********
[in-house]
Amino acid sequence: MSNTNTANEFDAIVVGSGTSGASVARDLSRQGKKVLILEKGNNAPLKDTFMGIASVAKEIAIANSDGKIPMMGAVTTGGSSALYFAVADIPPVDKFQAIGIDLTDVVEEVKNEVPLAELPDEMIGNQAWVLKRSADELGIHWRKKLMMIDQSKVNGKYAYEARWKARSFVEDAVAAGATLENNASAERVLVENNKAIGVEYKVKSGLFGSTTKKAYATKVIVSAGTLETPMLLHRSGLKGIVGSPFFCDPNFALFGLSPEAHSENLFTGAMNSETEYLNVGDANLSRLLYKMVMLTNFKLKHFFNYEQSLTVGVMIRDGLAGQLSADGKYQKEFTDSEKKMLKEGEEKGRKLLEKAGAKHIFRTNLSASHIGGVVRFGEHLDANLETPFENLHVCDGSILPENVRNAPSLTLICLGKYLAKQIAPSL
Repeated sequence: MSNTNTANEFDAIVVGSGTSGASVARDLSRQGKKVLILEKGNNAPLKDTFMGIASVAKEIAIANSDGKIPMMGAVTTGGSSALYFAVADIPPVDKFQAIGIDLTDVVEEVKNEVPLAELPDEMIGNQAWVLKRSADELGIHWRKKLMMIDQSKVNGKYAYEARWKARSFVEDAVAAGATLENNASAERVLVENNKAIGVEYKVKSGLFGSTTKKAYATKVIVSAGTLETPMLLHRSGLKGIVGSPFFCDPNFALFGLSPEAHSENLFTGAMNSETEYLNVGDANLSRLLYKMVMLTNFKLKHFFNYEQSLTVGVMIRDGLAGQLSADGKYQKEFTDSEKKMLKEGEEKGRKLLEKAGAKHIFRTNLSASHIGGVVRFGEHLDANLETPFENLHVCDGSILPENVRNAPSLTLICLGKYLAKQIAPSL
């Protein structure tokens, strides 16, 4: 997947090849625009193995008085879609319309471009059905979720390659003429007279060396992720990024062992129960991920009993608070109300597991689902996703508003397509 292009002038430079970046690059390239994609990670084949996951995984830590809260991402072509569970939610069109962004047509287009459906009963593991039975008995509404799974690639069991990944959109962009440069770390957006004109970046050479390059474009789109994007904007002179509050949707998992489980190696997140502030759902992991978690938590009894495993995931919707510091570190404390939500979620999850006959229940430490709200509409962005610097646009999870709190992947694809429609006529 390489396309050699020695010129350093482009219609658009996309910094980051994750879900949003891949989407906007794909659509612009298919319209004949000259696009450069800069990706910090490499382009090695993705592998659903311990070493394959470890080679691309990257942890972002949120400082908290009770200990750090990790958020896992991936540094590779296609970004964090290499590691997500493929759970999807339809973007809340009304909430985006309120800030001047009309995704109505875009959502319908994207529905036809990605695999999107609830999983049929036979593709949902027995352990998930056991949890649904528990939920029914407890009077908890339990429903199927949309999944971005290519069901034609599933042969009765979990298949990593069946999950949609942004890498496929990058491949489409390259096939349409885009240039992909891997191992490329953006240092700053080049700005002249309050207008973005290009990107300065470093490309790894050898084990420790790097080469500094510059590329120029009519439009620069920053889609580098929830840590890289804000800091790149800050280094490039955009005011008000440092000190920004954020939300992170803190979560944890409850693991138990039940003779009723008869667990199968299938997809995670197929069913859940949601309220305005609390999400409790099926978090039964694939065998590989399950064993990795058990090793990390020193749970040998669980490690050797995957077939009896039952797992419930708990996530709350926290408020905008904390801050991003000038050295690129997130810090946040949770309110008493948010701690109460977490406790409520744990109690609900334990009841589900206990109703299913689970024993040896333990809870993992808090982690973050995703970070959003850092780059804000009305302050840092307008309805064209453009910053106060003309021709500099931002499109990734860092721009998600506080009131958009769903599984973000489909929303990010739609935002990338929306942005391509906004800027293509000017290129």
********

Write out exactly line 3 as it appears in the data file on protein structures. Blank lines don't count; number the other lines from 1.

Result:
Repeated sequence: MSNTNTANEFDAIVVGSGTSGASVARDLSRQGKKVLILEKGNNAPLKDTFMGIASVAKEIAIANSDGKIPMMGAVTTGGSSALYFAVADIPPVDKFQAIGIDLTDVVEEVKNEVPLAELPDEMIGNQAWVLKRSADELGIHWRKKLMMIDQSKVNGKYAYEARWKARSFVEDAVAAGATLENNASAERVLVENNKAIGVEYKVKSGLFGSTTKKAYATKVIVSAGTLETPMLLHRSGLKGIVGSPFFCDPNFALFGLSPEAHSENLFTGAMNSETEYLNVGDANLSRLLYKMVMLTNFKLKHFFNYEQSLTVGVMIRDGLAGQLSADGKYQKEFTDSEKKMLKEGEEKGRKLLEKAGAKHIFRTNLSASHIGGVVRFGEHLDANLETPFENLHVCDGSILPENVRNAPSLTLICLGKYLAKQIAPSL